OBJECTS AND SUMMARY OF THE INVENTION It is a primary object of the present invention to prothereon an effective and inexpensive protective coating (hereafter more fully described and defined) that is easy to apply and/or form in situ.
Another object of the invention is to fabricate such devices wherein the leads are provided with a coating that will strengthen the bond between the refractory metal lead and the refractory vitreous substance, e.g., fused quartz or silica glass of high silica content.
Still another object of the invention is to provide high-temperature electrical devices that have a longer service life as a result of having sealed-in leads wherein the seal is more resistant to deterioration than conventional seals employed for this purpose.
A specific object of the invention is to provide a practical, improved method for making tungsten phosphide, molybdenum phosphide and gallium phosphide.
Another object is to provide a commercially feasible process for making metal phosphides, particularly refractory metal phosphides and semiconductor phosphides from oxides.
Another object of the process is to provide the metal phosphides by a method which by-passes direct reaction of phosphorus and metal under conditions involving long reaction periods, high pressures, sealed tubes and/or high temperatures.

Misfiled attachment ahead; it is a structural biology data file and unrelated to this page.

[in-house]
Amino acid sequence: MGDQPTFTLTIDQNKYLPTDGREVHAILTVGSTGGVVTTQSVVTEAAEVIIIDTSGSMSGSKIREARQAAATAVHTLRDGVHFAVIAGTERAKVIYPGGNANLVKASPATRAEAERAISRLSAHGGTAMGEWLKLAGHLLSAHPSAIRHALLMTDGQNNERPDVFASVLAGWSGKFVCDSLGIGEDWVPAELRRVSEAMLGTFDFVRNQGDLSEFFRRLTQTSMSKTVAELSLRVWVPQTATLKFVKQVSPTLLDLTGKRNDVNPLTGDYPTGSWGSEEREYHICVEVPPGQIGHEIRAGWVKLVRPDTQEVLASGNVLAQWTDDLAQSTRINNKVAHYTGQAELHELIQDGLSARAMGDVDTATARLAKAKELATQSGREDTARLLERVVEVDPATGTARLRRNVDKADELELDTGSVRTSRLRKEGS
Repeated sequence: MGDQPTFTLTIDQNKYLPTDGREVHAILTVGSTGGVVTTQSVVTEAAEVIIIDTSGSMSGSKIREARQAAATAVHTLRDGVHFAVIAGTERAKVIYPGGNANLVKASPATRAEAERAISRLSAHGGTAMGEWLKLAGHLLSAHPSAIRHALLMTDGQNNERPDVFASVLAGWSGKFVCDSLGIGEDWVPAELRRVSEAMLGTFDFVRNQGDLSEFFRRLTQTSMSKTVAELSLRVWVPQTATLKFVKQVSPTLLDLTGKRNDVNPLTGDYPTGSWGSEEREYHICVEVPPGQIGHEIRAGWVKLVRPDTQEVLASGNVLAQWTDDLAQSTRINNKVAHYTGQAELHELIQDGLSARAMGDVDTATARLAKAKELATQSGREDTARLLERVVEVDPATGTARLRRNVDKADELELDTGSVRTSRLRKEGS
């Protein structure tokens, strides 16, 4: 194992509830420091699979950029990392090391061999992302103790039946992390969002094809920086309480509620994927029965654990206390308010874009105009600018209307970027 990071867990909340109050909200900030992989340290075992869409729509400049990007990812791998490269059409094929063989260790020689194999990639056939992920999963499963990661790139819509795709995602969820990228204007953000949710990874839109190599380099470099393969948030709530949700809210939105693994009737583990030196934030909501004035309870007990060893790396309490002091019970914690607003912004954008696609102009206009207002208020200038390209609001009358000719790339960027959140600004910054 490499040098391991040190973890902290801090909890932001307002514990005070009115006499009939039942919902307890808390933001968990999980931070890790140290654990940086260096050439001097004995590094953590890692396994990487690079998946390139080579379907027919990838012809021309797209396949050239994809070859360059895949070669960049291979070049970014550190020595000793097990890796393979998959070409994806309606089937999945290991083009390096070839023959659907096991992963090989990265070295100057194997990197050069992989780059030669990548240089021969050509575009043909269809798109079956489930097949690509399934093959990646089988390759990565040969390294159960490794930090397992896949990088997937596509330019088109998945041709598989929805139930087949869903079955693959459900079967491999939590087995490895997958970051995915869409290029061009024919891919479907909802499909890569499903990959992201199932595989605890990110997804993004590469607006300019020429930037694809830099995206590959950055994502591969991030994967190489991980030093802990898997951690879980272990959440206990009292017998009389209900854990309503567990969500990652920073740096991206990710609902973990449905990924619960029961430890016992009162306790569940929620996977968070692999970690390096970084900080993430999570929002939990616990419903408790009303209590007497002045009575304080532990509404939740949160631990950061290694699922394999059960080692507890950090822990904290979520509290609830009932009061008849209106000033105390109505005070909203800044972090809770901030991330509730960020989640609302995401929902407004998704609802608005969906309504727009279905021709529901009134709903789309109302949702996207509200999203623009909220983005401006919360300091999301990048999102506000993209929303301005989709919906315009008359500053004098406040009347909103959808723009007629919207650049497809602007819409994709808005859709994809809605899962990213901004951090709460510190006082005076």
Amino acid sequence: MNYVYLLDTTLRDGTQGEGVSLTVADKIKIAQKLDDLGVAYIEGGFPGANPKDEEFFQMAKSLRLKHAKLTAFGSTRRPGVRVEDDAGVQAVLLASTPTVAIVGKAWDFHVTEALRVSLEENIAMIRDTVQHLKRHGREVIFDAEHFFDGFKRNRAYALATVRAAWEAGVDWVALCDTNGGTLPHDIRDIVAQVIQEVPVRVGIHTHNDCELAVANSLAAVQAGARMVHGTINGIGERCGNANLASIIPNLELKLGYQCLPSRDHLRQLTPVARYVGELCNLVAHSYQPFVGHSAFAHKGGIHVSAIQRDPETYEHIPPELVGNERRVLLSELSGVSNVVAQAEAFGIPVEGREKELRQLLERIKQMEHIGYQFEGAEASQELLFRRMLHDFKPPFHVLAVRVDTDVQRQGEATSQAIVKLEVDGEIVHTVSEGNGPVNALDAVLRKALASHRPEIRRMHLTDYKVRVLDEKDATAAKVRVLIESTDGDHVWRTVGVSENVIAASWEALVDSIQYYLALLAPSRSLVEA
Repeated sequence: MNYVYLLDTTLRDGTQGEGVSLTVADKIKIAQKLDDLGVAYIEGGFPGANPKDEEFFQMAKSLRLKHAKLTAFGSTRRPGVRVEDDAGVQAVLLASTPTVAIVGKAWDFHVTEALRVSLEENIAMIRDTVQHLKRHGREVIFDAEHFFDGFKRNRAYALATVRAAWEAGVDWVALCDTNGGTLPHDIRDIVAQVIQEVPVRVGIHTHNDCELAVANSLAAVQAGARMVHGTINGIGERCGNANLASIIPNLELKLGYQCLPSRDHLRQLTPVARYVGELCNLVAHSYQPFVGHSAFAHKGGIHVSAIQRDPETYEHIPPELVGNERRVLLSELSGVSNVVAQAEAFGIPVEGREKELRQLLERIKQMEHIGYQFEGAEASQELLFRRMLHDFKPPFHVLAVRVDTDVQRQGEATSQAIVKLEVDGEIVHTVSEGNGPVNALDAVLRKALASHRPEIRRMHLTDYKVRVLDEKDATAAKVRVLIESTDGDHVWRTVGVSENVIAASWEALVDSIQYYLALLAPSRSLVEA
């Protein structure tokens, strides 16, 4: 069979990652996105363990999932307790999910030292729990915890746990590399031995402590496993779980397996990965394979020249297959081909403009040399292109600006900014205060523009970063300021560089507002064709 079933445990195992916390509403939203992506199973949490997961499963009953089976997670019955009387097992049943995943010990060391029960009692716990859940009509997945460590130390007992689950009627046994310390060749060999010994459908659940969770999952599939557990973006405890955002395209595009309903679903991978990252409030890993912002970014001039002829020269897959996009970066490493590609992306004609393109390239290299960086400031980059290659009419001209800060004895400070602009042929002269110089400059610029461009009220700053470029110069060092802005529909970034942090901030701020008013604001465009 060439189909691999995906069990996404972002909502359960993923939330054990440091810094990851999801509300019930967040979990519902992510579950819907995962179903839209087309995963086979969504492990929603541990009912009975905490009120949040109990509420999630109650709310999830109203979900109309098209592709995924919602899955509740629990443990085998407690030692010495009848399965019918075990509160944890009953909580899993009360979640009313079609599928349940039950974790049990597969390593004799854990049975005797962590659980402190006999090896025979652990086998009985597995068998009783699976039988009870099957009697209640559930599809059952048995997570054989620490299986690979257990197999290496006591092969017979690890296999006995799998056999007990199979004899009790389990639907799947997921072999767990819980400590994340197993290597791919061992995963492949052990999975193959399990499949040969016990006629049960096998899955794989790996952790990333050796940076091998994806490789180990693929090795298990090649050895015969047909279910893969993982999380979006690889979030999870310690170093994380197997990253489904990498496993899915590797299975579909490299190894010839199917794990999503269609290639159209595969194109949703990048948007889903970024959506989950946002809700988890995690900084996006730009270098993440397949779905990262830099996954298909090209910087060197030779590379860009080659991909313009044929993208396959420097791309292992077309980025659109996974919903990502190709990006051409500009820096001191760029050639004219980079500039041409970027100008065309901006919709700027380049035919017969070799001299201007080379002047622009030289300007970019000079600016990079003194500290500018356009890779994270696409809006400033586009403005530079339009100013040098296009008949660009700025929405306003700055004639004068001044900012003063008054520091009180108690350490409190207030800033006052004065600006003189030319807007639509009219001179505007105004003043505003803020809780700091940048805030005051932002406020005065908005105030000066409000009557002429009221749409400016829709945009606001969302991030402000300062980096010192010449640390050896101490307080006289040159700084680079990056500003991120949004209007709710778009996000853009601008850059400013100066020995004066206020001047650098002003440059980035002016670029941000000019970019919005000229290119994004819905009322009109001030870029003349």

Other objects of the invention will be apparent to those skilled in the art from the following more detailed description and from the appended claims.
The objects of the invention are attained by providing the refractory, electrically conducting, metallic leads of electrical devices operating at high temperatures, especially electrical incandescent lamps having molybdenum and/or tungsten leads and connections in wire, rod, foil or other form, with a particular inorganic compound of phosphorus and either tungsten or molybdenum (i.e., tungsten or molybdenum phosphides); or an inorganic compound of phosphorus, ox-
ygen and either tungsten or molybdenum (i.e., either tungsten or molybdenum phosphates); or mixtures of the aforesaid inorganic compounds in any proportions.